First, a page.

SLO County adopts pot farm ban, but lets current growers stay
September 21, 2016
Seven weeks in advance of a statewide vote on legalization of marijuana, the San Luis Obispo County Board of Supervisors narrowly passed a moratorium on new cannabis grows in the county. However, the urgency ordinance will allow growers who recently rushed into eastern SLO County to continue operating their unpopular pot farms in the area.
On Tuesday, a majority of the supervisors attempted to pass an ordinance that would kick marijuana growers out of the sparsely populated California Valley. They were stifled by supervisors Bruce Gibson and Adam Hill.
Sheriff Ian Parkinson, one of the leading proponents of a marijuana moratorium, stated during the board hearing that there are currently more than 200 marijuana grows in the California Valley, and a number of the growers are affiliated with gangs. Officials previously received numerous complaints about men with guns protecting pot farms in the California Valley, as well as about harmful chemicals being used at the marijuana grow sites.
Supervisor Debbie Arnold proposed an ordinance that would have given California Valley growers until December to shut down their pot farms. Gibson and Hill objected to the proposal, which needed four votes to pass.
After a California Fish and Wildlife official discussed how the marijuana operations are harming endangered species in the area, Gibson, as a compromise, proposed a moratorium on new grows that would allow existing pot farms to continue operating indefinitely. The supervisors voted 4-1 in favor of Gibson’s proposal.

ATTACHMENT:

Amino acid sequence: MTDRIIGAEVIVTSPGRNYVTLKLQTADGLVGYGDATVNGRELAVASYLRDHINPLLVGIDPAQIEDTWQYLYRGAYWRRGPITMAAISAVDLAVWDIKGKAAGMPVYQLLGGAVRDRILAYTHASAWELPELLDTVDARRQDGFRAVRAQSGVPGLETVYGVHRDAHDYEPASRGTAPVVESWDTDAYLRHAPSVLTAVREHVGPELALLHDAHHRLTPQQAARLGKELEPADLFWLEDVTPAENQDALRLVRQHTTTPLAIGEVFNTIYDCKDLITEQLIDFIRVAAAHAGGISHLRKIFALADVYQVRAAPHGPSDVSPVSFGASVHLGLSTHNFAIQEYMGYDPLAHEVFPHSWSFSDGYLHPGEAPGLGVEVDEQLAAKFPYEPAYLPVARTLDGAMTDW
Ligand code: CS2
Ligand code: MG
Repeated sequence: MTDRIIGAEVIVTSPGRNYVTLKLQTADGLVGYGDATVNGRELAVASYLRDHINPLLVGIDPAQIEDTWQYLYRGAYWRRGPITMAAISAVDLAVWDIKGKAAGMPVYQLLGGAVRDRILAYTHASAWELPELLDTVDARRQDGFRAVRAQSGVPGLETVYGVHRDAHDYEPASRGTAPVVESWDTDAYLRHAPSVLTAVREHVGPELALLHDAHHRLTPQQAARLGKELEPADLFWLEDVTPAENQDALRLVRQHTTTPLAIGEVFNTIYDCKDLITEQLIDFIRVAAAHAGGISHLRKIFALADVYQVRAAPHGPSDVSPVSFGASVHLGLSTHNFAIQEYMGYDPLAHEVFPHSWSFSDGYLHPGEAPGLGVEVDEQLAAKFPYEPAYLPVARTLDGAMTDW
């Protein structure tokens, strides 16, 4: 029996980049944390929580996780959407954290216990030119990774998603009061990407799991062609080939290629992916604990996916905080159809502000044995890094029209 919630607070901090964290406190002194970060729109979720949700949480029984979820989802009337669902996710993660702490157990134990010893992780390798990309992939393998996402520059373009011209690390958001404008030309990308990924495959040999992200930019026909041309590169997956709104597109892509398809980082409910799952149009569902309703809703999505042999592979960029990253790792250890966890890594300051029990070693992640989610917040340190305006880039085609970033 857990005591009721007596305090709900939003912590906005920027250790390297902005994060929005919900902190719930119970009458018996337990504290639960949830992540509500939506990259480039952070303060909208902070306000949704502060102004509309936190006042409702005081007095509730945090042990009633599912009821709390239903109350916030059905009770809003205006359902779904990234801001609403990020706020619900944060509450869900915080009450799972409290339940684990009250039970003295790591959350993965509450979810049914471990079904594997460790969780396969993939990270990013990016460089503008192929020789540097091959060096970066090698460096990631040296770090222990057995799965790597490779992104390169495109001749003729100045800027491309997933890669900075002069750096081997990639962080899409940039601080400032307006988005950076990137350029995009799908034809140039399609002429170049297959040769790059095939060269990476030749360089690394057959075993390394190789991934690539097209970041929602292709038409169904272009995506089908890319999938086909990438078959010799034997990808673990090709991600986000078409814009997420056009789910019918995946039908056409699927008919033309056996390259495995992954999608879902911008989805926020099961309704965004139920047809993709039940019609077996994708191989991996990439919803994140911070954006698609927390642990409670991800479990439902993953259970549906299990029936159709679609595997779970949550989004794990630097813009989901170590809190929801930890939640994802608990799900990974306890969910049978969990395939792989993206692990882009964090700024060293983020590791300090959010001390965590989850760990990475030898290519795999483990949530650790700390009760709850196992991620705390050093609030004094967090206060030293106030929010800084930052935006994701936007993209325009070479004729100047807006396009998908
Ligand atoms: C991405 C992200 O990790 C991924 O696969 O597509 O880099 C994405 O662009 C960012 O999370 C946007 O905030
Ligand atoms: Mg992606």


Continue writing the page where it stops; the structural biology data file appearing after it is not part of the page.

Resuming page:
Hill cast the dissenting vote. He said drugs should be legal.
“I’m trying to overcome a lifelong objection I have to criminalizing drugs because all of the policies that have gone on in this country to do so have failed,” Hill said. “That doesn’t mean that I have any desire to advocate the use of drugs.”
In anticipation of Californians voting in November to legalize recreational use of cannabis, the county is currently working on a permanent marijuana ordinance. Still, Arnold said she is disappointed that, in the meantime, the board failed to address a situation that is unsafe.
“There are over 200 grows, and some are affiliated with out-of-area gangs. I tried to have an ordinance passed that would address those issues,” Arnold said following Tuesday’s meeting. “I am very disappointed that Adam Hill and Bruce Gibson would be so disrespectful to my constituents.”
Arnold’s district includes the California Valley.
The board of supervisors will discuss permanent marijuana regulations after the Nov. 8 election.